Location

1452 Duke Street
Alexandria, Virginia 22314
Phone (703) 836-6727
Fax (703) 836-7491
Email: asnehq@navalengineers.org

 

ASNE is the leading professional engineering society for engineers, scientists and allied professionals who conceive, design, develop, test, construct, outfit, operate and maintain complex naval and maritime ships, submarines and aircraft and their associated systems and subsystems.  ASNE also serves the educators who train the professionals, researchers who develop related technology, and students who are preparing for the profession.  Society activities provide support for the U.S. Navy; U.S. Coast Guard; U.S. Marine Corps; U.S. Merchant Marine and U.S. Army.

ASNE is the seventh oldest technical society in the United States.  It was founded in 1888 by a group of naval engineering pioneers, most of them officers of the U.S. Navy's Engineering Corps, who sought a unified approach to their profession in order to make the most of new advances in technology. The purposes of ASNE are:           

  • to advance the knowledge and practice of naval engineering in public and private applications and operations,
  • to enhance the professionalism and well-being of members, and
  • to promote naval engineering as a career field.

For 125 years, the Society’s objectives have been strengthened and preserved to meet the changing needs of a time-honored profession. Today ASNE conducts a variety of technical meetings and symposia, publishes the highly regarded Naval Engineers Journal and a number of other technical proceedings and publications, and fosters professional development and technical information exchange through technical committees, local section activities and cooperative efforts with government organizations and other professional societies.

The Society's annual meeting, ASNE Day, is typically held in February of each year in the Washington, DC, area. The meeting features major addresses by high level industry and government leaders and panel discussions by leading members of the profession.  It also includes presentation and discussion of technical papers on a variety of timely naval engineering topics, presentation of the Society's prestigious annual awards and a large exposition with government and industry exhibits covering the full spectrum of naval engineering technology. ASNE Day is highlighted by the Society’s annual Honors Gala, attended by hundreds of executives and senior managers from both government and industry.

Our website is designed to not only serve our members, but also to support scholars, students and others interested in the varied field of naval engineering.  We welcome your suggestions on ways we can improve your experience. 

Carl O. Brady

Award: Gold Medal Award
Year: 1995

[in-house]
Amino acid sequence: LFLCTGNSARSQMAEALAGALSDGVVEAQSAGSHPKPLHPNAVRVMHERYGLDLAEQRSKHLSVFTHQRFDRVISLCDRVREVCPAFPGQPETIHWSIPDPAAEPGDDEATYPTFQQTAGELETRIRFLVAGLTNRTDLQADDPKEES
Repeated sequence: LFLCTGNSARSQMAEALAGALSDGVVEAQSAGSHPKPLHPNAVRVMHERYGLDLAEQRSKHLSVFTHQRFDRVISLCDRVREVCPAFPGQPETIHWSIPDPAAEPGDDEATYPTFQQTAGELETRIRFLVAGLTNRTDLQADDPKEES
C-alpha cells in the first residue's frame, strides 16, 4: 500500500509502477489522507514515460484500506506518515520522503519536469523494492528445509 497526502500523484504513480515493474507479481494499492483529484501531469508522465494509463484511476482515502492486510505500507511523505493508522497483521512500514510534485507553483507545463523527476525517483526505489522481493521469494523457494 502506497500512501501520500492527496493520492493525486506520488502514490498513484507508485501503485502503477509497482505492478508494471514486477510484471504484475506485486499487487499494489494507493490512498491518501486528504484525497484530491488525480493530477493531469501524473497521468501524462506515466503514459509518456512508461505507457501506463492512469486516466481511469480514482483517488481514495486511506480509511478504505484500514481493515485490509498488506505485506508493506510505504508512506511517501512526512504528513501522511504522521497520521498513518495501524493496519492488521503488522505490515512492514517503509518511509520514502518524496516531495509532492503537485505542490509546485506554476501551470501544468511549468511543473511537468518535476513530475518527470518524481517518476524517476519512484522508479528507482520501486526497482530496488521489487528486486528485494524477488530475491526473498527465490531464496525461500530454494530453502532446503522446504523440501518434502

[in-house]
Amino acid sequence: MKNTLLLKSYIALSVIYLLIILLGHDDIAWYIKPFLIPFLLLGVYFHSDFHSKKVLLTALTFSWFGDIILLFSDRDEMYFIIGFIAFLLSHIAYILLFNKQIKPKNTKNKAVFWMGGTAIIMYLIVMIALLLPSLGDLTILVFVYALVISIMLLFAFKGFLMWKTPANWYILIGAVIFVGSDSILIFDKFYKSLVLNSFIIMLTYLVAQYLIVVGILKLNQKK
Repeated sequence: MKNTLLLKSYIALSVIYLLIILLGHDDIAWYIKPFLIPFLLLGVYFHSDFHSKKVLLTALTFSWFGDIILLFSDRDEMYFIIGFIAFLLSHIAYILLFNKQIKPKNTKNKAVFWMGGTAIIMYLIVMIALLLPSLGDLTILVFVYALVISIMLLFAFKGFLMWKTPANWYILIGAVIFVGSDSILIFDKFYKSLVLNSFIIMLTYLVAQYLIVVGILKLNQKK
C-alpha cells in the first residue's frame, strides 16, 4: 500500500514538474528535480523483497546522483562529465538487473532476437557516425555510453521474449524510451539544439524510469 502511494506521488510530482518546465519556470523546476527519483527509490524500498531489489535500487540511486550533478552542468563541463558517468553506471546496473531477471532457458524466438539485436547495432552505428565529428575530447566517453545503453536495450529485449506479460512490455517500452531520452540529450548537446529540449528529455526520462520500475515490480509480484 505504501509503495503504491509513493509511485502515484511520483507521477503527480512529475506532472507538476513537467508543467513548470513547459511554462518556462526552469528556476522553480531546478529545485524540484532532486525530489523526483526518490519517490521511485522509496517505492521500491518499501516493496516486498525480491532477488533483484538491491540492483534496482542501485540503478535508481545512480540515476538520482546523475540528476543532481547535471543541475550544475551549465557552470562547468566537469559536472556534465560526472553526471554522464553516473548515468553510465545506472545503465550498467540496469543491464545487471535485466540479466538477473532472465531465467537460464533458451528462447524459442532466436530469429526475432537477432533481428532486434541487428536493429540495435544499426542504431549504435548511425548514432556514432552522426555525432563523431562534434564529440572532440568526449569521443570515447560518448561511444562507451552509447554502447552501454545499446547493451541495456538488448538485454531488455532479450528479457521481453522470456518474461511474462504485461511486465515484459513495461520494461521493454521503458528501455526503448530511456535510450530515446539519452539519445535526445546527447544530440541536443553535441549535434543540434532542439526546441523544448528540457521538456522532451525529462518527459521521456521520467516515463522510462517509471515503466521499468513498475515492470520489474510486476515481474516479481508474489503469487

Recipient:
Mr. Carl O. Brady
Reason:
For his significant contribution to naval engineering as set forth in the following:

Carl O. Brady has been a technical driver of one of the most successful naval machinery programs ever undertaken. Within the span of a single generation his efforts were instrumental in transforming the U.S. Navy Surface Fleet from one almost totally reliant on steam propulsion to one dominated by gas turbine propulsion. Further, he has fostered a similar trend in many other navies. Today over 875 LM2500 gas turbines are being used in approximately 350 ships of more than forty different types, in thirty-four navies in the world.

As General Electric’s manager for the U.S. Navy LM2500 programs, Mr. Brady’s strength has been his ability relate the engine to the entire ship as a system. In the early 1980’s, while the basic engine had many thousands of hours as an aircraft power plant, the marine environment was still new, and provided its own lessons to be learned. Through close cooperation with the Navy, including the Component Improvement Program, Mr. Brady’s team was rapidly able to identify the causes of failures and to take corrective action to keep them from escalating into serious fleet-wide problems. This program has led to the steady improvement in LM2500 reliability over the years, and to their continued use for the main propulsion of the FFG 7 Class frigates, CG 47 Class AEGIS cruisers, and DDG 51 Class AEGIS destroyers. Through his personal leadership and technical knowledge, Mr. Brady has led the engine development to the point where it is providing very close to 20,000 hours of reliable operation before requiring rework¾a quadrupling of running hours on the Navy engines.

Mr. Brady has been involved in development of broader uses for the LM2500, both in the U.S. Navy and in commercial ship applications. He has participated in the design of most of the high-speed commercial craft using GE gas turbine engines, and in development of combined cycle power systems for low speed commercial ships, particularly cruise ships.

The U.S. Navy movement to gas turbines, and in particular the LM2500, represents a major sea change in ship design, with profound effects on warship mission capability, crew size, ship design parameters, endurance, and war-fighting capabilities. This has been in large measure the direct result of the leadership and technical excellence embodied by Carl O. Brady. Future ship designs will surely benefit enormously from his life’s work. Mr. Brady is a most worthy recipient of the Gold Medal Award for 1995.